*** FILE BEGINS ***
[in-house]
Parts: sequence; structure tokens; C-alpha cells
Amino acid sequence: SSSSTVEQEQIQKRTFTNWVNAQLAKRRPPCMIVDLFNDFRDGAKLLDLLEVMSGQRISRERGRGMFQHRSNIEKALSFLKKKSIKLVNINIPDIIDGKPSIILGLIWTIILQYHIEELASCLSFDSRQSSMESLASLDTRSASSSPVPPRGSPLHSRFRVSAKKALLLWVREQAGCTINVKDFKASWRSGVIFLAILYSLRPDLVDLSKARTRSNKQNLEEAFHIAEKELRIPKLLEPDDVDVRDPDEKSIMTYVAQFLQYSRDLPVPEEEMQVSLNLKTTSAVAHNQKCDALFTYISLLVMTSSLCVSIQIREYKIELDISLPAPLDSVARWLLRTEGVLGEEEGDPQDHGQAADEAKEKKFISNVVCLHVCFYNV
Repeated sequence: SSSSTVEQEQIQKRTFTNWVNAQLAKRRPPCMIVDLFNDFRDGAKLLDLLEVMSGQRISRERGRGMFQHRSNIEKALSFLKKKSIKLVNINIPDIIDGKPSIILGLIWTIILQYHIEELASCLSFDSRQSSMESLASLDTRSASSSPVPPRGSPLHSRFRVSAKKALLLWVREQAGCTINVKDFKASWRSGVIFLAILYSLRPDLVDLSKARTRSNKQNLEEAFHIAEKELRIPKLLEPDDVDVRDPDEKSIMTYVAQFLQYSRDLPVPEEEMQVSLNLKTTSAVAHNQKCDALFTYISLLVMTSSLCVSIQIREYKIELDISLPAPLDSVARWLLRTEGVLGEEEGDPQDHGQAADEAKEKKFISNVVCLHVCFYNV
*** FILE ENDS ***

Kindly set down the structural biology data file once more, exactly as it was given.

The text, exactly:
[in-house]
Parts: sequence; structure tokens; C-alpha cells
Amino acid sequence: SSSSTVEQEQIQKRTFTNWVNAQLAKRRPPCMIVDLFNDFRDGAKLLDLLEVMSGQRISRERGRGMFQHRSNIEKALSFLKKKSIKLVNINIPDIIDGKPSIILGLIWTIILQYHIEELASCLSFDSRQSSMESLASLDTRSASSSPVPPRGSPLHSRFRVSAKKALLLWVREQAGCTINVKDFKASWRSGVIFLAILYSLRPDLVDLSKARTRSNKQNLEEAFHIAEKELRIPKLLEPDDVDVRDPDEKSIMTYVAQFLQYSRDLPVPEEEMQVSLNLKTTSAVAHNQKCDALFTYISLLVMTSSLCVSIQIREYKIELDISLPAPLDSVARWLLRTEGVLGEEEGDPQDHGQAADEAKEKKFISNVVCLHVCFYNV
Repeated sequence: SSSSTVEQEQIQKRTFTNWVNAQLAKRRPPCMIVDLFNDFRDGAKLLDLLEVMSGQRISRERGRGMFQHRSNIEKALSFLKKKSIKLVNINIPDIIDGKPSIILGLIWTIILQYHIEELASCLSFDSRQSSMESLASLDTRSASSSPVPPRGSPLHSRFRVSAKKALLLWVREQAGCTINVKDFKASWRSGVIFLAILYSLRPDLVDLSKARTRSNKQNLEEAFHIAEKELRIPKLLEPDDVDVRDPDEKSIMTYVAQFLQYSRDLPVPEEEMQVSLNLKTTSAVAHNQKCDALFTYISLLVMTSSLCVSIQIREYKIELDISLPAPLDSVARWLLRTEGVLGEEEGDPQDHGQAADEAKEKKFISNVVCLHVCFYNV